Law enforcement agencies throughout the state will soon be allowed to use partial DNA matches to track down criminals—or people who are related to criminals, according to opponents of the new rules. Under the old rules, police could only pursue a suspect using DNA found at a crime scene if the recovered DNA is an exact match with one of the 343,000 genetic profiles contained in a state database of convicts. But starting this spring, police will be allowed to pursue suspects if DNA found at a crime scene is a partial match with someone already on file, meaning that innocent people whose relatives are in the database could come under investigation.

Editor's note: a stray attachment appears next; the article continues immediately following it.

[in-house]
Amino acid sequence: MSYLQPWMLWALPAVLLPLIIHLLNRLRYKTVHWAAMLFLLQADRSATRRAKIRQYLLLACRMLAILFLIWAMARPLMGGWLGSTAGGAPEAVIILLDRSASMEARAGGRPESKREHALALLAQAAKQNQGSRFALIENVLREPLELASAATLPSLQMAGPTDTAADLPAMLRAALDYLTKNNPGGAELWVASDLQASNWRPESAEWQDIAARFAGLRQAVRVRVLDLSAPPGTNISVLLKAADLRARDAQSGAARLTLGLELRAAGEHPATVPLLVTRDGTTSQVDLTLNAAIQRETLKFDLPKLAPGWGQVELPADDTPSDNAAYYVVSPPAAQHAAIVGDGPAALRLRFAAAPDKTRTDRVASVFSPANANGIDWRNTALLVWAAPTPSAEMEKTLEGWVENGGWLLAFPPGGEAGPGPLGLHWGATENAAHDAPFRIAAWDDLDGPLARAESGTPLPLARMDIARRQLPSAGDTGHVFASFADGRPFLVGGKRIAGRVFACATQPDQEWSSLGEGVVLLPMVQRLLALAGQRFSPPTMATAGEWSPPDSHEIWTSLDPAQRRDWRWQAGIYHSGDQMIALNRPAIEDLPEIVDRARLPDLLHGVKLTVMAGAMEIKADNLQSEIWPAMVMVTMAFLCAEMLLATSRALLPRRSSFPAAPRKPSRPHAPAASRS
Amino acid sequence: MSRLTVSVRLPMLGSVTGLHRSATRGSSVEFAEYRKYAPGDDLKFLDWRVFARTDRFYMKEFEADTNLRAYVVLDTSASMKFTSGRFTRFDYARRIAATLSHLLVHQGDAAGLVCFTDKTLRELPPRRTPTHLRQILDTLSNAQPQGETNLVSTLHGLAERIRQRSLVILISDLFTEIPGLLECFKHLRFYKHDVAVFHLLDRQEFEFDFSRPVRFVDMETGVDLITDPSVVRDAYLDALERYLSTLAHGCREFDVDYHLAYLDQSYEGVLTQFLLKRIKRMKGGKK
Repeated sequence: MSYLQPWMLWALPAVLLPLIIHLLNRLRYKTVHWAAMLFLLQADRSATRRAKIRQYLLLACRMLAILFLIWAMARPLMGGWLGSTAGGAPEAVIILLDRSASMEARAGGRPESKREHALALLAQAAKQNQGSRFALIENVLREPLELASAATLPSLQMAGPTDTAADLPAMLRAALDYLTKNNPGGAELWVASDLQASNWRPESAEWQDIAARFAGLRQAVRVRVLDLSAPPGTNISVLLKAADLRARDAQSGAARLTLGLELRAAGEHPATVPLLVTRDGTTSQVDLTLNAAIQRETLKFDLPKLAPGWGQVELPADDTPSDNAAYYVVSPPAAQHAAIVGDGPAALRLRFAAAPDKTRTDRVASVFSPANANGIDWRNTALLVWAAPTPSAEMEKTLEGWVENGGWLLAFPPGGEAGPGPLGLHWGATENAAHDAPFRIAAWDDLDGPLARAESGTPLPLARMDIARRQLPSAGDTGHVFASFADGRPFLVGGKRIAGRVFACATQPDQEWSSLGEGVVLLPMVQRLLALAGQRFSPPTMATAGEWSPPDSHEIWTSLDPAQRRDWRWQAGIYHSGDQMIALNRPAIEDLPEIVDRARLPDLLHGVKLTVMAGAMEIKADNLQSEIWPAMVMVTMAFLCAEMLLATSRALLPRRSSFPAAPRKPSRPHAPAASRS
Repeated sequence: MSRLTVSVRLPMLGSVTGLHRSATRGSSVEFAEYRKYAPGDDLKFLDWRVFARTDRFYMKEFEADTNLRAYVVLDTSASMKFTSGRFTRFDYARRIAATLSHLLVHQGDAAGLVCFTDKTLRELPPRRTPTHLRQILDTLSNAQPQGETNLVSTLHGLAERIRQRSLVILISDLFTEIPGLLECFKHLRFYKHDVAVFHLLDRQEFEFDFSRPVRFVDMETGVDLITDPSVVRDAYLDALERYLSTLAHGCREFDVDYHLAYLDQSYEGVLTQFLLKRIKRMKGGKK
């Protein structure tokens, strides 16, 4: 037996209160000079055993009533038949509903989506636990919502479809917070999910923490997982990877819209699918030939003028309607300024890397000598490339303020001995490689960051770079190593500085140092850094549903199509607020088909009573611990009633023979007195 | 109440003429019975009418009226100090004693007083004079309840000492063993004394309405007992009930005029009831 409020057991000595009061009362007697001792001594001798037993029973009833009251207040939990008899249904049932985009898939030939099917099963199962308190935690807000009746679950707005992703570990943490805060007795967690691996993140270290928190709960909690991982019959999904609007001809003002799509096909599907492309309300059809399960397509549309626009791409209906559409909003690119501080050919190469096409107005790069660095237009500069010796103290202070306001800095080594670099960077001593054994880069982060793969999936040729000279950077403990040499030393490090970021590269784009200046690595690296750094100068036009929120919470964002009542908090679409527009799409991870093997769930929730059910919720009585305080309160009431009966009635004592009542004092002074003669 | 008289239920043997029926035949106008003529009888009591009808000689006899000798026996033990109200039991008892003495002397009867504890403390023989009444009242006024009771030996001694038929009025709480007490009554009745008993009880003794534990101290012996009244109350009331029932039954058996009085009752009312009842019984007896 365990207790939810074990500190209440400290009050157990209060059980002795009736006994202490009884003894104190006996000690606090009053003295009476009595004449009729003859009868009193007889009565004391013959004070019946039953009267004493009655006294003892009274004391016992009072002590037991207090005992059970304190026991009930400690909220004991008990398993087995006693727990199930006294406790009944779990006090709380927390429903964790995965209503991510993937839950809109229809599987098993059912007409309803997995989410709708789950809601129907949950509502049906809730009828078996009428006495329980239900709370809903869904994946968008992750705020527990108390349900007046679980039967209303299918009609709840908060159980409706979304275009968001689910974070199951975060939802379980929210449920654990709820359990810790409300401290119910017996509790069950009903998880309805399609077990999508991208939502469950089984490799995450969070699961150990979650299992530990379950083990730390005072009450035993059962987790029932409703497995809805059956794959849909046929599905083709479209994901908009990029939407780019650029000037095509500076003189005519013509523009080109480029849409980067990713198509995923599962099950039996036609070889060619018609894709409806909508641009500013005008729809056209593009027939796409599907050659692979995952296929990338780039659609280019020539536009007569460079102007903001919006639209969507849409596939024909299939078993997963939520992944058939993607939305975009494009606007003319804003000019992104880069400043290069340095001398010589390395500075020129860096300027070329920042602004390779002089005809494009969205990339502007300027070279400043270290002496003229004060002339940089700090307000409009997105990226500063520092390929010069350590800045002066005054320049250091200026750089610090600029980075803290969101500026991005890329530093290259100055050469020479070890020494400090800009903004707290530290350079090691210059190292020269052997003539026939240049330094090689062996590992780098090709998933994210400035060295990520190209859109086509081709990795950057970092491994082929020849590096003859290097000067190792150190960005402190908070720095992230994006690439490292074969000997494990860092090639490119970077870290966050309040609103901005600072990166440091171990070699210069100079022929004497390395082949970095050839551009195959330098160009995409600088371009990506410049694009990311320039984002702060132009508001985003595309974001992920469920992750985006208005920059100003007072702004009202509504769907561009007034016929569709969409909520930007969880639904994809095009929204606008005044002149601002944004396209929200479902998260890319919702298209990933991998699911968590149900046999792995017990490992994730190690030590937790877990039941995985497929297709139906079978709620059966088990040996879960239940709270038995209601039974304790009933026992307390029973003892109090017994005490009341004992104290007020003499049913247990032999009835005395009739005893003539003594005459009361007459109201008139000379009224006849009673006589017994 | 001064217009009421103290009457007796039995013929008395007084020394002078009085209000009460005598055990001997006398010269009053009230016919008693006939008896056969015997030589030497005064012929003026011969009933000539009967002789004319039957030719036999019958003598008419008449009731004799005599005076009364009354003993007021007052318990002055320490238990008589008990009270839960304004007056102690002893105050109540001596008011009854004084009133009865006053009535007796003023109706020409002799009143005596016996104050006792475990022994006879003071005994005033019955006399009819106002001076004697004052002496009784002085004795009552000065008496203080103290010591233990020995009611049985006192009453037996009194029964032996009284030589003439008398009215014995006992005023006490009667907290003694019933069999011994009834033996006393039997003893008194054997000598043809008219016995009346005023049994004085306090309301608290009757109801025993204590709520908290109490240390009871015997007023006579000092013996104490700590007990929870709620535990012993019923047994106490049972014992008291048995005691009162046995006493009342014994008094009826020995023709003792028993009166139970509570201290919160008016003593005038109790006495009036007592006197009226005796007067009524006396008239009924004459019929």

According to the Times, opponents of the new rules say partial DNA matches could be used to promote a "guilt-by-association approach to criminal justice that could result in the investigation of many innocent people." But supporters say it would put guilty people behind bars. "You could have a horrific crime—a serial rapist or killer—and you could have a clue in a lab that could identify the killer or rapist that we're currently not allowed to use," said Denise O'Donnell, chairwoman of the Commission on Forensic Science. She noted that each year, police are barred from investigating 10 to 15 partial matches that reveal that the DNA sample could belong to a relative of someone on the state database.